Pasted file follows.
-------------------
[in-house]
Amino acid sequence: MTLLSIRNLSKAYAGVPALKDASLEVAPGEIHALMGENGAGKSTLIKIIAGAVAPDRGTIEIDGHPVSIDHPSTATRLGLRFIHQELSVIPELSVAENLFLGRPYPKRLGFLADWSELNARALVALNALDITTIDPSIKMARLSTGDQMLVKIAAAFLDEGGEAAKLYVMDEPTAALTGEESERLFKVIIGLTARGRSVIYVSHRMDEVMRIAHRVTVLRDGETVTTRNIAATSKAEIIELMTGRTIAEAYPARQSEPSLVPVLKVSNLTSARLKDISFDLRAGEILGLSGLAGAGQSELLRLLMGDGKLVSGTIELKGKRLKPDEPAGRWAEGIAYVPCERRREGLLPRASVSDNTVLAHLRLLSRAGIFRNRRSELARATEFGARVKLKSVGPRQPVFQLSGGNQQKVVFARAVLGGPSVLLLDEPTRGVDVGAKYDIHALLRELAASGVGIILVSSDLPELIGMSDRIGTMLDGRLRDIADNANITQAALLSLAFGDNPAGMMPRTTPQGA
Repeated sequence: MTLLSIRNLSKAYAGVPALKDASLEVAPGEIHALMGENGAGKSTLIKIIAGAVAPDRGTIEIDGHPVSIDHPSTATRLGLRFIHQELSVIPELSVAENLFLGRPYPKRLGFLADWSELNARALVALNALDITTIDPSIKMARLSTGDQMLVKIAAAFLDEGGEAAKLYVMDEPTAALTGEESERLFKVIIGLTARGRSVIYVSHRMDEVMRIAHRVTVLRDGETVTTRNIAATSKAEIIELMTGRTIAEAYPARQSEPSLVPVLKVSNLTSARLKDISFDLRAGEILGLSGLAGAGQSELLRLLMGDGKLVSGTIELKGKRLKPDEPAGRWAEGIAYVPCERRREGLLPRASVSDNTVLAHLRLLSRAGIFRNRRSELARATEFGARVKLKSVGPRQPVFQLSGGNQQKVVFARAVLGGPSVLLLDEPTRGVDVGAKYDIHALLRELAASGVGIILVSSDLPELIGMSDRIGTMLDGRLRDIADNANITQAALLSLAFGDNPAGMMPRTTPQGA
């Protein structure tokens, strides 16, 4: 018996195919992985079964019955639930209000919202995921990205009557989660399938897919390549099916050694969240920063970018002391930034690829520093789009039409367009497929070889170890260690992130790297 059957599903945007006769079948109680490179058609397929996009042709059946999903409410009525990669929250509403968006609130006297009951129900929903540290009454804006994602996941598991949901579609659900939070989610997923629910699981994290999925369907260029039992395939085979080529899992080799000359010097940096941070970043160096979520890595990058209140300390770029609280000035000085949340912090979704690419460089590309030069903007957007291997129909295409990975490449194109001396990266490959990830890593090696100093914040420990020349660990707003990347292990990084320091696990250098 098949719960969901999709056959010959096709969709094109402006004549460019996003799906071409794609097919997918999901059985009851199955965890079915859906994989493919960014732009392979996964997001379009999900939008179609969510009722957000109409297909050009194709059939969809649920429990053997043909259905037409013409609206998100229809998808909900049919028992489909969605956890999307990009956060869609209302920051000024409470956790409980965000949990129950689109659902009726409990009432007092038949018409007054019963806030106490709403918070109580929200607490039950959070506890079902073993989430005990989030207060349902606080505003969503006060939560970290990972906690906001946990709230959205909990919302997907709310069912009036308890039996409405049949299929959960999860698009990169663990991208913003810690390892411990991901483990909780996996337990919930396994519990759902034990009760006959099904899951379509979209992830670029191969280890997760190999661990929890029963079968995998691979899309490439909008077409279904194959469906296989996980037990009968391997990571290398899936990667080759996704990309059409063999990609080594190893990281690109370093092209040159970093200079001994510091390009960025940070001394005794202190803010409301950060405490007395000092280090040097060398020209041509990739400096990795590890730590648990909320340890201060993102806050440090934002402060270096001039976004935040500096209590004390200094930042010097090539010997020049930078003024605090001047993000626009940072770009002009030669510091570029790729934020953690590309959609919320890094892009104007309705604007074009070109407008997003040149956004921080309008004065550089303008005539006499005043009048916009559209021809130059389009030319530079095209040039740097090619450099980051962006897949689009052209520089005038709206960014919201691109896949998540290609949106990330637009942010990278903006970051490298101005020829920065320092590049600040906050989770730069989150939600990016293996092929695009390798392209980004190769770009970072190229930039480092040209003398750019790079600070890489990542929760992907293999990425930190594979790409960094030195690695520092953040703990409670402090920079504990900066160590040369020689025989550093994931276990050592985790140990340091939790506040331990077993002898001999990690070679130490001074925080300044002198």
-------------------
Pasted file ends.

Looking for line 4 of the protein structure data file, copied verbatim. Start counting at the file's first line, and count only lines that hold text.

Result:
């Protein structure tokens, strides 16, 4: 018996195919992985079964019955639930209000919202995921990205009557989660399938897919390549099916050694969240920063970018002391930034690829520093789009039409367009497929070889170890260690992130790297 059957599903945007006769079948109680490179058609397929996009042709059946999903409410009525990669929250509403968006609130006297009951129900929903540290009454804006994602996941598991949901579609659900939070989610997923629910699981994290999925369907260029039992395939085979080529899992080799000359010097940096941070970043160096979520890595990058209140300390770029609280000035000085949340912090979704690419460089590309030069903007957007291997129909295409990975490449194109001396990266490959990830890593090696100093914040420990020349660990707003990347292990990084320091696990250098 098949719960969901999709056959010959096709969709094109402006004549460019996003799906071409794609097919997918999901059985009851199955965890079915859906994989493919960014732009392979996964997001379009999900939008179609969510009722957000109409297909050009194709059939969809649920429990053997043909259905037409013409609206998100229809998808909900049919028992489909969605956890999307990009956060869609209302920051000024409470956790409980965000949990129950689109659902009726409990009432007092038949018409007054019963806030106490709403918070109580929200607490039950959070506890079902073993989430005990989030207060349902606080505003969503006060939560970290990972906690906001946990709230959205909990919302997907709310069912009036308890039996409405049949299929959960999860698009990169663990991208913003810690390892411990991901483990909780996996337990919930396994519990759902034990009760006959099904899951379509979209992830670029191969280890997760190999661990929890029963079968995998691979899309490439909008077409279904194959469906296989996980037990009968391997990571290398899936990667080759996704990309059409063999990609080594190893990281690109370093092209040159970093200079001994510091390009960025940070001394005794202190803010409301950060405490007395000092280090040097060398020209041509990739400096990795590890730590648990909320340890201060993102806050440090934002402060270096001039976004935040500096209590004390200094930042010097090539010997020049930078003024605090001047993000626009940072770009002009030669510091570029790729934020953690590309959609919320890094892009104007309705604007074009070109407008997003040149956004921080309008004065550089303008005539006499005043009048916009559209021809130059389009030319530079095209040039740097090619450099980051962006897949689009052209520089005038709206960014919201691109896949998540290609949106990330637009942010990278903006970051490298101005020829920065320092590049600040906050989770730069989150939600990016293996092929695009390798392209980004190769770009970072190229930039480092040209003398750019790079600070890489990542929760992907293999990425930190594979790409960094030195690695520092953040703990409670402090920079504990900066160590040369020689025989550093994931276990050592985790140990340091939790506040331990077993002898001999990690070679130490001074925080300044002198």